Stuck, again? Read, again. Write, again. Right, again!

Everyone writes in different ways, at different speeds and with – at times – different motivation.

I am the type of writer who, once I begin something, fly at it. I tend to overwrite. I tend to get too emotionally involved in my characterisation and what I call the story. In other words, I get lost, lost in my own creation.

This is all wonderful, of course, and paints a typical picture of an artist immersed in their craft.

All wonderful until you’re stuck, stuck again, looking through that perspex at images of yourself at work, images of the intensity of the writing, images of the nice glass of wine or a quiet walk or a good movie or a long sleep when the story is written. Lovely.

But when you’re teeming with ideas and words the images of writing in action become unreachable, unobtainable.

I’ve found a solution.

No magic formula but something I’ve found – again, and again – that works for me.

I let go. I let the notion of writing go.

I have not added a word to one of my stories in about three or four days. I’ve had to let go.

And last night I dreamt. Dreamt of which unfinished piece of writing I need to return to. And suddenly I can see myself. Visualise myself writing. Again.

Stuck, again?

Let go. Read. Dream.

And write again.

Right, again.

Let go and it will come to you.

Cinnamon and Indulgence

I’ve been fairly stressed recently: a busy time in the university, preparing a young boy for school who veers between wanting to and not wanting to go, writing and thinking as much as I can. And I’d sort of stopped the writing in a very conscious block because things weren’t moving the way I had envisaged them and this worried me.


So today, when I came home from work I decided I wouldn’t look at any type of page or screen. I would look into the distance, focus on the far and not the near. Look at the rain falling on the marigolds; look at the grass glistening, even greener still.

I stood like that for a few seconds not really thinking at all, just looking.

And then feeling my hands twitch I knew I needed to bake. Cinnamon Rolls. Easy cinnamon rolls.

Here they are ready to go into the oven.

Baking and writing go hand in hand together. This is not something new. (I’m thinking of the writer Laura Esquival here). Yet the simple task of working the cold butter into the floury mixture renewed my energy and thoughts, or more precisely, images from a story I’ve been working on started springing to mind.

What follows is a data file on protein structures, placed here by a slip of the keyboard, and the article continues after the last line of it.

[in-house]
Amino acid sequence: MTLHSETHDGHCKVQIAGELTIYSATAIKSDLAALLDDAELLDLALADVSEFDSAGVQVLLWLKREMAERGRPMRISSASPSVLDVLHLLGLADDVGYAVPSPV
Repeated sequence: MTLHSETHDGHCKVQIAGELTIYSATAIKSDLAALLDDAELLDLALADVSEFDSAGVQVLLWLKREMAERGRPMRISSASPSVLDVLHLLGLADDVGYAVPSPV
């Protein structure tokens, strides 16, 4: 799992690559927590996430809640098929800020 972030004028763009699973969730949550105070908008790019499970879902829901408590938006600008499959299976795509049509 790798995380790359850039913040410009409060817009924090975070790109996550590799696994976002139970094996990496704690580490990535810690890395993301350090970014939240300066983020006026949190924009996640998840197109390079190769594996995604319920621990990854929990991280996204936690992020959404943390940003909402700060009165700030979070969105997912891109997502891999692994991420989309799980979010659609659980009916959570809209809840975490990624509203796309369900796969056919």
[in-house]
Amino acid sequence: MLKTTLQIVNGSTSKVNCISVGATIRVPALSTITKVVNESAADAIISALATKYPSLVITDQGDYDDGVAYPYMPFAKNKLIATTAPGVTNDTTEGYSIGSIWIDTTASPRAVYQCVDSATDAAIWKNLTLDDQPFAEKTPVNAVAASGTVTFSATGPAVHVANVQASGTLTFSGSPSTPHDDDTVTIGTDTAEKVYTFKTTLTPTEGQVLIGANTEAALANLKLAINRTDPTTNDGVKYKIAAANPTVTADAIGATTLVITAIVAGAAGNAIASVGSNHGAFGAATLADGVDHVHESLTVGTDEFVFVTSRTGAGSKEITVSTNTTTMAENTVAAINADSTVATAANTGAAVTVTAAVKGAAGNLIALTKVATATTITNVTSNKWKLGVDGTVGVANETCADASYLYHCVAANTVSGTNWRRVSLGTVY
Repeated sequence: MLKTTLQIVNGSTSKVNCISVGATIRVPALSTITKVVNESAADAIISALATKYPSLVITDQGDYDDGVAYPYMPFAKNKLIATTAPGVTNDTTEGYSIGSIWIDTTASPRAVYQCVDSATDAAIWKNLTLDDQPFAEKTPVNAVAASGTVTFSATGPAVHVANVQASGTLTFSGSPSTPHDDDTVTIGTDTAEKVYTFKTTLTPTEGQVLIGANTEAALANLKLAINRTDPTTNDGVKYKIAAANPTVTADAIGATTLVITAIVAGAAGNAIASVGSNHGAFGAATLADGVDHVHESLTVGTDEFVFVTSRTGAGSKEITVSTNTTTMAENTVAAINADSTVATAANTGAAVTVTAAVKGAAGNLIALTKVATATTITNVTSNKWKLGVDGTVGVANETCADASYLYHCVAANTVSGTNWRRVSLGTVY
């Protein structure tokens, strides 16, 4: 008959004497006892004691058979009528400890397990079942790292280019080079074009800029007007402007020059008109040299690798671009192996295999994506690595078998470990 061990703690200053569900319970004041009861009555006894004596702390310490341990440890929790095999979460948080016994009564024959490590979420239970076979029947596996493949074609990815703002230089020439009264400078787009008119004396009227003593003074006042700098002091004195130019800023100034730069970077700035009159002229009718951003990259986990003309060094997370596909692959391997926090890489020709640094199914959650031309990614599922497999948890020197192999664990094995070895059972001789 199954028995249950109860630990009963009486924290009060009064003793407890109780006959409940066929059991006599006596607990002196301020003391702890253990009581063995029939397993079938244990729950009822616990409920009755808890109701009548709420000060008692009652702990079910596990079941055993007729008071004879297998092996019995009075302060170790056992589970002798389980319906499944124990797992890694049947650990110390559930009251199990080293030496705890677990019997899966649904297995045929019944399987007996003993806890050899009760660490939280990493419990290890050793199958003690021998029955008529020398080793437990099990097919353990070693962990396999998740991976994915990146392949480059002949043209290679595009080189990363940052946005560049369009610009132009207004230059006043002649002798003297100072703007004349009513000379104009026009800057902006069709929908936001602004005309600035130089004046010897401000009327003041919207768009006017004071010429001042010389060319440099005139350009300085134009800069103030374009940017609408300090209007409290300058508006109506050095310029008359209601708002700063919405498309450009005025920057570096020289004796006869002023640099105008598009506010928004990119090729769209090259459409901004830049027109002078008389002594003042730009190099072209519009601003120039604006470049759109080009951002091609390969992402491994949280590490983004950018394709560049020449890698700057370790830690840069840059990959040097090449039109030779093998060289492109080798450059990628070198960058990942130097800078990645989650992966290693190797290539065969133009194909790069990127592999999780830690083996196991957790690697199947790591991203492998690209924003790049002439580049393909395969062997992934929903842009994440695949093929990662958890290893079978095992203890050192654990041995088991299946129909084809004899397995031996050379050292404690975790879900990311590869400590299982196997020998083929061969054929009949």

The man, I thought, doesn’t like the large supermarket because the cashiers keep asking him for the recognition card. The man, I thought, makes a big deal out of this on his first meeting with this girl.

And as I kneaded the dough I saw what he was wearing. A denim jacket, new, pressed with buttons that shine.

And as I rolled the dough out I saw them, the man and the woman meet. The shy smile. Dollops of red appearing in her face, a tad embarrassed. She’d had a dream, you see, about him, you see, the night before. She could hardly look him in the eye for remembering her dream.

And I know, now, that the block has gone, right into those rolls.

And the scent of the cinnamon spreading through the house makes me think of how indulgent this baking is, how very sensual and tempting and downright simple.

So here’s the recipe on my yummy page. I’d love to hear how you get on.

One fine indulgent cinnamon roll



Old habits die hard and new ones are born alongside them. With a young family it’s difficult to manage this in-between time – neither quite holidays nor school-going time; it’s tricky to ‘slot’ onself back into the autumnal comfort of late night writing, listening to the wind or the rain or the rustle of leaves.

I’m looking forward to that, actually, and I think it must be something to do with the time of year I was born (autumn) or maybe it’s the secret hope that when the schools return we’ll have an Indian summer and the sneak peek of sun will bring smiles again.

Went to the market at Castletown in Celbridge today where we listened to some music and wandered around the West Wing, the stables now market stalls. Walked through fields and shivered slightly despite the bright light and blue sky. Summer, I thought, hasn’t quite gone but is on its way out. Everyone is getting that little bit tireder, the sense of hibernation is starting to kick in.

With that sense of the opportunity to hide away, permission to fall into words or pictures or the lick of a flame, ideas are starting to ping for my next novel. I need to slow myself down, though, to finish the edit of the my current one, to let that edit sit. Indeed, to let the season end by itself and not to rush it.

This in-between time is a whirl of activity and with it the ideas. My solution: get going on those notebooks but keep the head on the current work. Easier, as with everything, said than done. But I’m still trying….